Bluegrass In Excelsis

NEAR THE BEGINNING OF HIGH LONESOME, Rachel Liebling's documentary about bluegrass music, the screen suddenly explodes with energy. illustrating the period in the '20s when industry invaded the bucolic Appalachians, Liebling shows old footage of huge logs plummeting down a flume and steam trains hurtling down the tracks. As counterpoint, she fills the soundtrack with Bill Monroe's "Jerusalem Ridge," a driving instrumental that marries the skirling fiddles of his Scots-Irish heritage to the streamlined rhythms of modernity. The cinematic fusion of sound and image precisely evokes the passage of old-time mountain music into quick-tempoed bluegrass.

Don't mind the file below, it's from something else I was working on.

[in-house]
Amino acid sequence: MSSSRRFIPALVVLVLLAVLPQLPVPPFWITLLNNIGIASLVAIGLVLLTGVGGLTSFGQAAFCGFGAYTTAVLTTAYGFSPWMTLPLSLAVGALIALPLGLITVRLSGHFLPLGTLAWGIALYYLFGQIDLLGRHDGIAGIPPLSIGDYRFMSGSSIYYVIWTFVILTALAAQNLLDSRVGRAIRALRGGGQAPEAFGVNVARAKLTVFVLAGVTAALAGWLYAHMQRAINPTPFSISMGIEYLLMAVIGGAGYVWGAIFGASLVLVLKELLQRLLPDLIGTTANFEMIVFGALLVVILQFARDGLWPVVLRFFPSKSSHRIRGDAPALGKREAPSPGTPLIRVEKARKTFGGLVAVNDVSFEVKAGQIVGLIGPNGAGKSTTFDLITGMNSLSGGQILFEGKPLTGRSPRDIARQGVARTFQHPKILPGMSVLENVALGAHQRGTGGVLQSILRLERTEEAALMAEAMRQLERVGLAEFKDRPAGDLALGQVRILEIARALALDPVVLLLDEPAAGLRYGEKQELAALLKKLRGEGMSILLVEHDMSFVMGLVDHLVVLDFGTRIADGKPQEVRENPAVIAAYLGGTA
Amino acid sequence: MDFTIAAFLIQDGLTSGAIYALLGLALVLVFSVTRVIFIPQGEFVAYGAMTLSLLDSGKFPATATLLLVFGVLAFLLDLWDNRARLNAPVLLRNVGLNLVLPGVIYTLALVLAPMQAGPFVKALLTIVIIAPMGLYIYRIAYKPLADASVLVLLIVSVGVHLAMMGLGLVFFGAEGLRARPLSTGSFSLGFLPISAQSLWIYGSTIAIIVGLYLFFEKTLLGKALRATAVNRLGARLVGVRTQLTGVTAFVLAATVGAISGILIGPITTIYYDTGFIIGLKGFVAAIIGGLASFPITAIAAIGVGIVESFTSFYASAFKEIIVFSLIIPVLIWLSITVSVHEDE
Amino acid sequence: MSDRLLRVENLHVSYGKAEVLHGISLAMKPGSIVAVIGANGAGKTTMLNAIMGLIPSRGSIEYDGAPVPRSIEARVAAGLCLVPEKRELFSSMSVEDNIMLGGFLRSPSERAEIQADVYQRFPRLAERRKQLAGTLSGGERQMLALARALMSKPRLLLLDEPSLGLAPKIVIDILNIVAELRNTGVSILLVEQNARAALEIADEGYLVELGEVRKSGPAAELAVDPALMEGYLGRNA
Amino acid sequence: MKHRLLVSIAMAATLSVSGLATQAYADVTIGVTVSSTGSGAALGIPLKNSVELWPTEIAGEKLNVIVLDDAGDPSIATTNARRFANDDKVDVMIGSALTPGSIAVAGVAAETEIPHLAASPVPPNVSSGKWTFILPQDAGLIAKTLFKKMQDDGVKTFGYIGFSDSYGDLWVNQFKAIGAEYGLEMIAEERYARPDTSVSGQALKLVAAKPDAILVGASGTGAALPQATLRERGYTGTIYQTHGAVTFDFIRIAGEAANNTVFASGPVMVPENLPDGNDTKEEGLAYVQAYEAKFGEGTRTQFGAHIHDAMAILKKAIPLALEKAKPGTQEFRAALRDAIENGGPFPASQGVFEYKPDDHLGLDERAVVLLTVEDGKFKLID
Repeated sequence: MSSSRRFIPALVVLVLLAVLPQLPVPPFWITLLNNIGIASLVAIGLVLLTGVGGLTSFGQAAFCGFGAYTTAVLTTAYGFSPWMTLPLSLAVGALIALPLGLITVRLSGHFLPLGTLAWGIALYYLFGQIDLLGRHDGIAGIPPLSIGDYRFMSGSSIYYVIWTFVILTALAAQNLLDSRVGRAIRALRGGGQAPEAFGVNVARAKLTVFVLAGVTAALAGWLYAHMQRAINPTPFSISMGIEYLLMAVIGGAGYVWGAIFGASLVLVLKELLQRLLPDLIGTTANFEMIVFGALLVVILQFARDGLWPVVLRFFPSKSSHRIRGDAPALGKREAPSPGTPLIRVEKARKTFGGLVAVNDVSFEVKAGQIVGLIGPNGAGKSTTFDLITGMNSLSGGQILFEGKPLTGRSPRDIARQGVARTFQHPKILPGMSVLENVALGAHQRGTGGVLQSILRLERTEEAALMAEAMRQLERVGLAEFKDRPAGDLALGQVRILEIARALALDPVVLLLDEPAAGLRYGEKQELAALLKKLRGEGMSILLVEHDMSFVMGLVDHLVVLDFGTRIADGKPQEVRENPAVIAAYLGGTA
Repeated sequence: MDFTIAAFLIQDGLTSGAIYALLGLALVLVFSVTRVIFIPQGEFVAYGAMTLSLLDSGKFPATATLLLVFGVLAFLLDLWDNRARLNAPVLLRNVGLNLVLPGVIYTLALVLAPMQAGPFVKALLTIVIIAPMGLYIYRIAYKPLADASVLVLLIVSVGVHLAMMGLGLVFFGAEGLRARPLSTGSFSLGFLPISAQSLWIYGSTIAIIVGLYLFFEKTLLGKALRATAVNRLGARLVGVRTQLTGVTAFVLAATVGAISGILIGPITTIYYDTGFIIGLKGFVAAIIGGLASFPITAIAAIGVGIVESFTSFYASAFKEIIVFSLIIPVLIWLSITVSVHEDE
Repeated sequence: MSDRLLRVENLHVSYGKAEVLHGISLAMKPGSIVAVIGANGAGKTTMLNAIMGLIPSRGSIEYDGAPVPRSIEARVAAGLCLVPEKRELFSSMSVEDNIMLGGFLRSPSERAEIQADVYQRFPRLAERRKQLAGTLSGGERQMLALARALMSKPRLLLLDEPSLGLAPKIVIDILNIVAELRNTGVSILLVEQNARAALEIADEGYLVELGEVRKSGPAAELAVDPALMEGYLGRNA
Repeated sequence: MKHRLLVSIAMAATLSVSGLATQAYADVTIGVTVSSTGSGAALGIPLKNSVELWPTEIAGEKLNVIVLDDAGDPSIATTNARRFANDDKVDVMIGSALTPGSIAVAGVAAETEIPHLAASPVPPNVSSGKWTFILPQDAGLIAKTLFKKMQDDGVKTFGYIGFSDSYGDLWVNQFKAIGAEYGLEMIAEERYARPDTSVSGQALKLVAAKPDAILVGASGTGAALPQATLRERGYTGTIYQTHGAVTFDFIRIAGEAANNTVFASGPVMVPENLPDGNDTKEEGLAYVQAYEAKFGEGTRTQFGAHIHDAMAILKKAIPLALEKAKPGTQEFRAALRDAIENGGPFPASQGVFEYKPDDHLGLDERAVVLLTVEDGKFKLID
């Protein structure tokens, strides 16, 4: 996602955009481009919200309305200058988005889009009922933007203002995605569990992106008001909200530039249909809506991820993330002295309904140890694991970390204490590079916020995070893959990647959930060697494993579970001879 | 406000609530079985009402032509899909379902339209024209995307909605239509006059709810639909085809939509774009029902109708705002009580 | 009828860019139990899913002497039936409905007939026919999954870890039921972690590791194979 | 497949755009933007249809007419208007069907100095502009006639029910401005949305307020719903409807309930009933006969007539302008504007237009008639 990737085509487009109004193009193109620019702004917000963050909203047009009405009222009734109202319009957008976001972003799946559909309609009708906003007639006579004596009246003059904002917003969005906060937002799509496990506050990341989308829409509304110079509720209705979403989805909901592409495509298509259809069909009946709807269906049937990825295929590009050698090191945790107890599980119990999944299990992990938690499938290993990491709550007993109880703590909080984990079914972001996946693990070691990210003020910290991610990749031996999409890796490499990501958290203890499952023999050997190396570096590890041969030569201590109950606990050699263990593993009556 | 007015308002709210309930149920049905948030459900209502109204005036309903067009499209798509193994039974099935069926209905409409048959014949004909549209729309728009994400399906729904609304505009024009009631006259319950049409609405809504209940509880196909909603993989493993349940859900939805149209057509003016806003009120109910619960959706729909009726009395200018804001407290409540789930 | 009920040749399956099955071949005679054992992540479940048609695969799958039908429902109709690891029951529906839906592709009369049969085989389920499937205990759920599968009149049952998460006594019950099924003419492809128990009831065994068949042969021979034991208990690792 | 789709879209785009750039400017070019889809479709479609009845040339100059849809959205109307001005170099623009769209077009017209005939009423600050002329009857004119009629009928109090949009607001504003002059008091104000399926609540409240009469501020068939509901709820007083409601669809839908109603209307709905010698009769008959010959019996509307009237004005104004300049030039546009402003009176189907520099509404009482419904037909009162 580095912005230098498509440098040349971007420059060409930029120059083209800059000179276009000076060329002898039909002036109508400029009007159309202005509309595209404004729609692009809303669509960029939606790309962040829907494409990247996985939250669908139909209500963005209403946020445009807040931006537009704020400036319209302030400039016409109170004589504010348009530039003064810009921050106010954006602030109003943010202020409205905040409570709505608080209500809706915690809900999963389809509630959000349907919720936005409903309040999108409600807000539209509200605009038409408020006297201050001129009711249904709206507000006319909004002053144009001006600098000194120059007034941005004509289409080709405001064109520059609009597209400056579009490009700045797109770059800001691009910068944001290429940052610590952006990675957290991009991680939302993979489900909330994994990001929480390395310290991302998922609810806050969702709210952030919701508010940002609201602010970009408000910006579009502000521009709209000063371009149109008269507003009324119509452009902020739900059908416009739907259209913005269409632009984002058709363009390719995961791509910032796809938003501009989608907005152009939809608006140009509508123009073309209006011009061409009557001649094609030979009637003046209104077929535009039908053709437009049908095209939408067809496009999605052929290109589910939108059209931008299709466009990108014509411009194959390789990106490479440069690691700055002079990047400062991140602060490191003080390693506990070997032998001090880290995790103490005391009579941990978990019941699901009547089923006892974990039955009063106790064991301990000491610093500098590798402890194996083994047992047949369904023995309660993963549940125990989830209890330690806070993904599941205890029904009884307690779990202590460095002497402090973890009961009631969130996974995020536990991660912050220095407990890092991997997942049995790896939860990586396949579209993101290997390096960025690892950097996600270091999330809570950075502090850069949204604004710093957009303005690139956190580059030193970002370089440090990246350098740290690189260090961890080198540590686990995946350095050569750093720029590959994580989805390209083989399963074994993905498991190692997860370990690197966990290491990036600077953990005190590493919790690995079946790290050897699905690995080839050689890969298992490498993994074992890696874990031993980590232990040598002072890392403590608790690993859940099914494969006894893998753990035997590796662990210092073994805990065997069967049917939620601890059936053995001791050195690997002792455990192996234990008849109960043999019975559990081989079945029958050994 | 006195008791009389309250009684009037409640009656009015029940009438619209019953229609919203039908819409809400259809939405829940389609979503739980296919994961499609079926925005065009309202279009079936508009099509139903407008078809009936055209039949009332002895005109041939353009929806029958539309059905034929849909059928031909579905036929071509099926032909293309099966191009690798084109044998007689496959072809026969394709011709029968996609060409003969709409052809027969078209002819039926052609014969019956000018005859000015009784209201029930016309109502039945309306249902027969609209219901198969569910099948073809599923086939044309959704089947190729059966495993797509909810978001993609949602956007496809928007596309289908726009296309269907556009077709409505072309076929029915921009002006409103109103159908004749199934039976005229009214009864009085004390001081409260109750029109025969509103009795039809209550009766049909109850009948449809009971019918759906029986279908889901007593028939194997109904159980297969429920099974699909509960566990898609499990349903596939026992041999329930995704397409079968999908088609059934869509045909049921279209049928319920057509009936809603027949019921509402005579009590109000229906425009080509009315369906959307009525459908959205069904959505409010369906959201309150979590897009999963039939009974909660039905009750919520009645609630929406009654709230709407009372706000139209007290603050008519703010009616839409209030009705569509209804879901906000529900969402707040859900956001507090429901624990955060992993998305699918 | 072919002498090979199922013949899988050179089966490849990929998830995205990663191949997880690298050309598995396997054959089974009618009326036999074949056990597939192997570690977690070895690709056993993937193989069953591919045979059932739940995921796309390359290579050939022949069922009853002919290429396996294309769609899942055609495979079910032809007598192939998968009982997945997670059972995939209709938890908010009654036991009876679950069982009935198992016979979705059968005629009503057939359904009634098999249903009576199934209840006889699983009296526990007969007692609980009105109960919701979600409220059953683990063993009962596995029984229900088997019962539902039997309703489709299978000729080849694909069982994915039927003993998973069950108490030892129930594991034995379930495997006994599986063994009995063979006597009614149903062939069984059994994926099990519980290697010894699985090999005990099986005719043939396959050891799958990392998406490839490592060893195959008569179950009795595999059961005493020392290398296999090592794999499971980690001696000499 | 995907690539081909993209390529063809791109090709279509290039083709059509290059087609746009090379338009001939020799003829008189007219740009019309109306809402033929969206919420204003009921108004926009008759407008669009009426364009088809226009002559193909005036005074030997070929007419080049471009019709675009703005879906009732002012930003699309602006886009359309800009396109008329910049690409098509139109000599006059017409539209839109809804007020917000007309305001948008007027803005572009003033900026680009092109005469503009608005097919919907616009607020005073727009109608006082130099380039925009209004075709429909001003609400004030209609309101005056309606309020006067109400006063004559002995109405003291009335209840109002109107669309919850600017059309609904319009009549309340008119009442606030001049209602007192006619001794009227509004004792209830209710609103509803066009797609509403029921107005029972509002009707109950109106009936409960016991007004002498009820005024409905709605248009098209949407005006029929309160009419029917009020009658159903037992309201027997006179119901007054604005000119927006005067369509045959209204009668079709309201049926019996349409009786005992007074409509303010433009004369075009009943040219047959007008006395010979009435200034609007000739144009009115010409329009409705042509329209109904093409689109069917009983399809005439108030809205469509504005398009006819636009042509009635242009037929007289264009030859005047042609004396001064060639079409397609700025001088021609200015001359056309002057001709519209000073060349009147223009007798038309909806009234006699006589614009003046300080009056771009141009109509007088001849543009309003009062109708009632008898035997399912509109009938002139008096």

There are few moments quite so fine in this film, but for anyone curious about bluegrass, this is a fine place to start. Intercutting performance footage with interviews. Liebling spotlights the music's principal figures, including Mac Wiseman, Ralph Stanley and Jimmy Martin. She slights no one, but after a while-you wish she hadn't fretted about fairness, because when she obeys her instincts and points the camera at her heart's darling-82-year-old Bill Monroe-the movie takes wing. A Kentucky country boy, Monroe came out of a homemade world ("My mother, she used to walk through the house singing, and she could play the fiddle," he proudly recollects); with audacious genius he singlehandedly forged country songs, blues and early jazz into the music we call bluegrass. Eavesdropping on this old autocrat as he muses on his triumphs, Liebling leaves no doubt that we are beholding a true American original. "High Lonesome" gives him his due.